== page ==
Although that night’s class imparted a specific lesson, it was part of an 11-session course with a larger purpose. Its goal was to teach students in the health professions how to speak to people who come from different backgrounds and life experiences and help students develop the skills to serve as advocates for vulnerable populations. Two second-year med students, Tehreem Rehman and Robert Rock, saw a need for this type of training in the medical school curriculum, as well as more discussion of health equity. “We only had one or two sessions on health disparities,” Rehman said. “We felt a dearth of that.” With support from faculty, they designed U.S. Health Justice and offered it for the first time last fall. Their model was a global health program that had also been initiated by students and ultimately became a course of study that now offers the Certificate in Global Medicine. “We didn’t want this to be a one-time class,” said Rehman. “We really were hoping this would start momentum and get health equity in our education.”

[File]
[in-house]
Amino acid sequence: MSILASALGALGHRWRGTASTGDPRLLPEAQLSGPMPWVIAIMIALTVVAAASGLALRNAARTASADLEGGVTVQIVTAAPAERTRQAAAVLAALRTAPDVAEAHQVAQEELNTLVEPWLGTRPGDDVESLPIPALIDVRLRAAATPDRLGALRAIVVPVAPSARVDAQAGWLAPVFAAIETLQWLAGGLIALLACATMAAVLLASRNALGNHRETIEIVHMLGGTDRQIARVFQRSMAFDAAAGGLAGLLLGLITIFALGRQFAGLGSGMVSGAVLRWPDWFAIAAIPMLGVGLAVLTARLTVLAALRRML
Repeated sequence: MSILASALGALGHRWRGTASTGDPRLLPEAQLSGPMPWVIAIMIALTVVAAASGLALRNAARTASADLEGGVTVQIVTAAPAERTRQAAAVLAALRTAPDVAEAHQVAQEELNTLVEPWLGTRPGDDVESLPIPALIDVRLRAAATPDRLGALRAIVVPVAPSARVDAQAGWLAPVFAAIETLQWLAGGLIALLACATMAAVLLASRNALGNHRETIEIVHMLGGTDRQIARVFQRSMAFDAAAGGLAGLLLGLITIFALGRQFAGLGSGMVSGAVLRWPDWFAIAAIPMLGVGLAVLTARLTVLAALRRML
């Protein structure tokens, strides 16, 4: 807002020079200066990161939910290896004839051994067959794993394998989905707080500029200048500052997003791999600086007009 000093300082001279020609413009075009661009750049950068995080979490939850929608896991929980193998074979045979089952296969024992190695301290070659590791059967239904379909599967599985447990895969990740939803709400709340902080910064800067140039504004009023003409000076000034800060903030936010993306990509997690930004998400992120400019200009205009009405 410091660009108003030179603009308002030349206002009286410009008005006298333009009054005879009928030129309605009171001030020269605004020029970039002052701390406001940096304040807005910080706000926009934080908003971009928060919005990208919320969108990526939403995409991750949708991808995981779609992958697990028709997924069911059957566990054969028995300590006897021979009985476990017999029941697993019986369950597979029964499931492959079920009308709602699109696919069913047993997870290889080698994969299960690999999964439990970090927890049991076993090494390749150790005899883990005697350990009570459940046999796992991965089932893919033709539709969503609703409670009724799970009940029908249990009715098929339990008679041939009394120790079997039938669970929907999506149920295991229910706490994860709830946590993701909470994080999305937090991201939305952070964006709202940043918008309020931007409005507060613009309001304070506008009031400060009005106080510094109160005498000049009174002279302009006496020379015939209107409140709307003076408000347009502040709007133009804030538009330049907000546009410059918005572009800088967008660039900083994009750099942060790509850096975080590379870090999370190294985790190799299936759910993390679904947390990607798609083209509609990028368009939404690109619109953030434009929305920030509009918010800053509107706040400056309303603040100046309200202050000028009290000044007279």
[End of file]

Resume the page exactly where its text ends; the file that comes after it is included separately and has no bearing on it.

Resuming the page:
The students’ proposal came as the medical school is launching a revised curriculum, and a key element is medicine’s responsibility to society. “We were aware of the school’s ongoing initiatives to reform the curriculum and sought to use that to our advantage,” Rehman said.

“This course fits into that goal and it would be a shame if the course wasn’t thought of as part of that goal,” said Robert Rohrbaugh, M.D. ’82, HS ’86, FW ’88, professor of psychiatry and director of the Office of International Medical Student Education, which confers the Certificate in Global Medicine.